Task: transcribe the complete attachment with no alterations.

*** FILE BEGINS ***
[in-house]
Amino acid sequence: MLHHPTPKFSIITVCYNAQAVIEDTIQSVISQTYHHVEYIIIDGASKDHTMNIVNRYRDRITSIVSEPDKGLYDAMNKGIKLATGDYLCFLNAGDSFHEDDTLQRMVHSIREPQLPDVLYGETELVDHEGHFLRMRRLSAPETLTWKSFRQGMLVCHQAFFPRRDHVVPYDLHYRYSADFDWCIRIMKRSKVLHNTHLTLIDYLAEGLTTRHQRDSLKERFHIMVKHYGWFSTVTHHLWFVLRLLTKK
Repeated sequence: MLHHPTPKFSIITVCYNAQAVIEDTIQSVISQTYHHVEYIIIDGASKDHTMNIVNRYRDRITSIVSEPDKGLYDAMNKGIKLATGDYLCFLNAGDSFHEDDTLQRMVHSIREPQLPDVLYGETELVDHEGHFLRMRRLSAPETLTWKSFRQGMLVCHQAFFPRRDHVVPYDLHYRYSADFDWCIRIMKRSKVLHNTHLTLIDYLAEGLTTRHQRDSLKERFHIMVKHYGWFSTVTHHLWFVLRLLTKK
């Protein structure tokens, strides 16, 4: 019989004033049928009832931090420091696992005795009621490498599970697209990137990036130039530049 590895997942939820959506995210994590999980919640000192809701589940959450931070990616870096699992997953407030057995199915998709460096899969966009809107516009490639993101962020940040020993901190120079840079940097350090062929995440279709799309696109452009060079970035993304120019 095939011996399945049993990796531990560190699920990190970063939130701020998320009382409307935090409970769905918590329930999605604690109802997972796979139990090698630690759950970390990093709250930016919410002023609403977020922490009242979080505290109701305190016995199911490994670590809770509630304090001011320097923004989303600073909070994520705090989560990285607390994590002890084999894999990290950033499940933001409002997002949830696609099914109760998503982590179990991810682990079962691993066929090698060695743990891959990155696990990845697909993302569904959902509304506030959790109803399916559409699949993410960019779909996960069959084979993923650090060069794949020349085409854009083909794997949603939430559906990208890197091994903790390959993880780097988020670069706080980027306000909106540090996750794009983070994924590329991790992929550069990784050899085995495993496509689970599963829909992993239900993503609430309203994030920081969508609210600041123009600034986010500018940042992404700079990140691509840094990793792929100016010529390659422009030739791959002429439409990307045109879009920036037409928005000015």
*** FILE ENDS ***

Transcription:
[in-house]
Amino acid sequence: MLHHPTPKFSIITVCYNAQAVIEDTIQSVISQTYHHVEYIIIDGASKDHTMNIVNRYRDRITSIVSEPDKGLYDAMNKGIKLATGDYLCFLNAGDSFHEDDTLQRMVHSIREPQLPDVLYGETELVDHEGHFLRMRRLSAPETLTWKSFRQGMLVCHQAFFPRRDHVVPYDLHYRYSADFDWCIRIMKRSKVLHNTHLTLIDYLAEGLTTRHQRDSLKERFHIMVKHYGWFSTVTHHLWFVLRLLTKK
Repeated sequence: MLHHPTPKFSIITVCYNAQAVIEDTIQSVISQTYHHVEYIIIDGASKDHTMNIVNRYRDRITSIVSEPDKGLYDAMNKGIKLATGDYLCFLNAGDSFHEDDTLQRMVHSIREPQLPDVLYGETELVDHEGHFLRMRRLSAPETLTWKSFRQGMLVCHQAFFPRRDHVVPYDLHYRYSADFDWCIRIMKRSKVLHNTHLTLIDYLAEGLTTRHQRDSLKERFHIMVKHYGWFSTVTHHLWFVLRLLTKK
């Protein structure tokens, strides 16, 4: 019989004033049928009832931090420091696992005795009621490498599970697209990137990036130039530049 590895997942939820959506995210994590999980919640000192809701589940959450931070990616870096699992997953407030057995199915998709460096899969966009809107516009490639993101962020940040020993901190120079840079940097350090062929995440279709799309696109452009060079970035993304120019 095939011996399945049993990796531990560190699920990190970063939130701020998320009382409307935090409970769905918590329930999605604690109802997972796979139990090698630690759950970390990093709250930016919410002023609403977020922490009242979080505290109701305190016995199911490994670590809770509630304090001011320097923004989303600073909070994520705090989560990285607390994590002890084999894999990290950033499940933001409002997002949830696609099914109760998503982590179990991810682990079962691993066929090698060695743990891959990155696990990845697909993302569904959902509304506030959790109803399916559409699949993410960019779909996960069959084979993923650090060069794949020349085409854009083909794997949603939430559906990208890197091994903790390959993880780097988020670069706080980027306000909106540090996750794009983070994924590329991790992929550069990784050899085995495993496509689970599963829909992993239900993503609430309203994030920081969508609210600041123009600034986010500018940042992404700079990140691509840094990793792929100016010529390659422009030739791959002429439409990307045109879009920036037409928005000015």